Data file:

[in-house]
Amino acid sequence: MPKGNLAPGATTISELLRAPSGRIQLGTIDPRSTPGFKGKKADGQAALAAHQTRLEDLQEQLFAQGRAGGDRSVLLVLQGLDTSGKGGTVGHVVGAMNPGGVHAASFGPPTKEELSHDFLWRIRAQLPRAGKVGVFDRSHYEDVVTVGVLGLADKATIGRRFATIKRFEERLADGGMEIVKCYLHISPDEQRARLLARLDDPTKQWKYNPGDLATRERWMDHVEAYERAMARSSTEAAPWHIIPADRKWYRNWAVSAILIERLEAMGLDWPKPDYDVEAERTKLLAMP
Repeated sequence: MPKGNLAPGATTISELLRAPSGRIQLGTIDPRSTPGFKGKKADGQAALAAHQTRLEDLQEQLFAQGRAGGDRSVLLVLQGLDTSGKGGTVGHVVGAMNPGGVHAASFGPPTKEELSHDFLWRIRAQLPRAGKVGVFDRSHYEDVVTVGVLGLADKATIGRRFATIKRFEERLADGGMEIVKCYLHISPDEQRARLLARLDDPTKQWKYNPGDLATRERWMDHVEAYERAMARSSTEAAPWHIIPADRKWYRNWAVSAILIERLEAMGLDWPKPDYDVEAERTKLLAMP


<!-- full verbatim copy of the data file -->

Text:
[in-house]
Amino acid sequence: MPKGNLAPGATTISELLRAPSGRIQLGTIDPRSTPGFKGKKADGQAALAAHQTRLEDLQEQLFAQGRAGGDRSVLLVLQGLDTSGKGGTVGHVVGAMNPGGVHAASFGPPTKEELSHDFLWRIRAQLPRAGKVGVFDRSHYEDVVTVGVLGLADKATIGRRFATIKRFEERLADGGMEIVKCYLHISPDEQRARLLARLDDPTKQWKYNPGDLATRERWMDHVEAYERAMARSSTEAAPWHIIPADRKWYRNWAVSAILIERLEAMGLDWPKPDYDVEAERTKLLAMP
Repeated sequence: MPKGNLAPGATTISELLRAPSGRIQLGTIDPRSTPGFKGKKADGQAALAAHQTRLEDLQEQLFAQGRAGGDRSVLLVLQGLDTSGKGGTVGHVVGAMNPGGVHAASFGPPTKEELSHDFLWRIRAQLPRAGKVGVFDRSHYEDVVTVGVLGLADKATIGRRFATIKRFEERLADGGMEIVKCYLHISPDEQRARLLARLDDPTKQWKYNPGDLATRERWMDHVEAYERAMARSSTEAAPWHIIPADRKWYRNWAVSAILIERLEAMGLDWPKPDYDVEAERTKLLAMP